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Referrals for art and poetry classes ‘could save the NHS money’

Report by MPs and peers says the NHS should use ‘arts-on-prescription’ programmes in an effort to improve patients’ health and well-being.
Art classes

Health professionals should be encouraged to refer patients to art classes and poetry workshops in an effort to improve their health and well-being, a report by MPs and peers has recommended.

Greater use of arts-on-prescription programmes could save the NHS money by improving patients mental or physical health, it says, with evidence suggesting creative activities could lower GP consultation rates and hospital admissions.

Examine the evidence

The All-Party Parliamentary Group for Arts, Health and Wellbeing said: Arts-on-prescription activities help people to overcome physical and psychological pain, playing a vital role in the recovery and maintenance of health. Group creative activities in the community also help to overcome social isolation in people of all ages.

The group recommended that NHS England and the Social Prescribing Network

Health professionals should be encouraged to refer patients to art classes and poetry workshops in an effort to improve their health and well-being, a report by MPs and peers has recommended.


Arts-on-prescription activities, such as painting and pottery, help people to overcome pain, the report says. Picture: iStock

Greater use of ‘arts-on-prescription’ programmes could save the NHS money by improving patients’ mental or physical health, it says, with evidence suggesting creative activities could lower GP consultation rates and hospital admissions.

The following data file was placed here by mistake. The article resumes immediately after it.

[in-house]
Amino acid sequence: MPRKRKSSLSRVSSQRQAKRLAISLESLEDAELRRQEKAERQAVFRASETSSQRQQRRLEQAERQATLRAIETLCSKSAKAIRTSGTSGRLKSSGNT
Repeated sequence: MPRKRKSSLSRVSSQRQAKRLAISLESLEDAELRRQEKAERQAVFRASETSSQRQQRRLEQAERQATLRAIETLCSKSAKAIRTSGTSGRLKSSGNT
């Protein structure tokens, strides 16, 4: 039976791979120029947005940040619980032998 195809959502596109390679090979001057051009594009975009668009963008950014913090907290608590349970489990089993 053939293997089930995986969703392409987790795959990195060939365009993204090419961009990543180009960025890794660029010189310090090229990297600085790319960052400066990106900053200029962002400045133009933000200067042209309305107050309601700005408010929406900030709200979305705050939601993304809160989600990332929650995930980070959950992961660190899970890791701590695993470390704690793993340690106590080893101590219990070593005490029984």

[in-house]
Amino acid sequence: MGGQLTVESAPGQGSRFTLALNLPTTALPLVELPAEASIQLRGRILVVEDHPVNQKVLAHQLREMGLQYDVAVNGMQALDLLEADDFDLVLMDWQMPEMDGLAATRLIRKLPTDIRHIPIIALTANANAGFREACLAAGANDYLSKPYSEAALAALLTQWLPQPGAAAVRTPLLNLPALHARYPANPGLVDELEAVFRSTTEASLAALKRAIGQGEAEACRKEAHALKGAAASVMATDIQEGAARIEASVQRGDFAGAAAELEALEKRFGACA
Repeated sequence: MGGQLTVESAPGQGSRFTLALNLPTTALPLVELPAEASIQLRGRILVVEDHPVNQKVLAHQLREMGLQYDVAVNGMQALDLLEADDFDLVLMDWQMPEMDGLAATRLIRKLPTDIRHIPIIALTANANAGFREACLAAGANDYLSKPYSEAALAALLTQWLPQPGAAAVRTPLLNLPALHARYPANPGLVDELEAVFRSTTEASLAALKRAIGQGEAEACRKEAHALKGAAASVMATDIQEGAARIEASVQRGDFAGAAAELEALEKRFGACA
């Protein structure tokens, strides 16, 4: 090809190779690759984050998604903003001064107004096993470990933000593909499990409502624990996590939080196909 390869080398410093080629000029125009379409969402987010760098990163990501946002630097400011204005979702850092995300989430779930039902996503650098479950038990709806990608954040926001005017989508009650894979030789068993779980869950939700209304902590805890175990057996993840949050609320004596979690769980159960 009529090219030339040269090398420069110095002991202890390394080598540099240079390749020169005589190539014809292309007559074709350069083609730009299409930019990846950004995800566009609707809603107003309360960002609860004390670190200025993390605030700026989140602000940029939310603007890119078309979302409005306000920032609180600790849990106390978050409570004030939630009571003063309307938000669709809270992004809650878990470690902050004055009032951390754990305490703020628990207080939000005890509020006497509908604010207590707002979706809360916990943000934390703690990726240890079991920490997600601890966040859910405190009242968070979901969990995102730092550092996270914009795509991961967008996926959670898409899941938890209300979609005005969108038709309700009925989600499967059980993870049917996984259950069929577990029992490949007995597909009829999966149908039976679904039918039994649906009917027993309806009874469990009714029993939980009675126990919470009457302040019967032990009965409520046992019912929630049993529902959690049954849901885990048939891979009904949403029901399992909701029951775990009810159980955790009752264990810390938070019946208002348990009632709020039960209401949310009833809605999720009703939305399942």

Examine the evidence

The All-Party Parliamentary Group for Arts, Health and Wellbeing said: ‘Arts-on-prescription activities help people to overcome physical and psychological pain, playing a vital role in the recovery and maintenance of health. Group creative activities in the community also help to overcome social isolation in people of all ages.’

The group recommended that NHS England and the Social Prescribing Network – a group of health professionals, academics, community and voluntary sector representatives, commissioners and funders that works to share knowledge and best practice in this area – should support clinical commissioning groups, NHS trusts and local authorities to incorporate arts-on-prescription in their plans.

It also said the National Institute for Health and Care Excellence should regularly examine the evidence and, where justified, include the use of the arts in its guidelines.

The report highlighted the Artlift programme in Gloucestershire and Wiltshire, in which health professionals refer patients with conditions such as depression, chronic pain and stroke to take part in an eight-week artist-led course in poetry, ceramics, drawing or mosaics.

GP consultations down

An analysis showed that following the courses, the patients’ GP consultation rates dropped by 37% and hospital admissions by 27%, a saving of £216 per patient.

Health Select Committee chair Sarah Wollaston said: ‘If social prescribing were a drug, people would be outraged that doctors weren’t prescribing it.’

Former culture minister Ed Vaizey said the last health secretary to talk about the arts was Labour’s Alan Johnson. In an apparent reference to health secretary Jeremy Hunt, who is a former culture secretary, Mr Vaizey said: ‘It’s pretty shocking that health ministers have come and gone who have previously held positions in the Department of Culture and know about the importance and value of the arts, but haven’t seen fit to provide that leadership, to show how the arts can make a real difference.’

Royal Society for Public Health chief executive Shirley Cramer said: ‘We are delighted that this comprehensive report illustrates and champions these benefits. We hope that it will transform the conversation in the health sector around arts and stimulate the widespread implementation of new and innovative approaches.’


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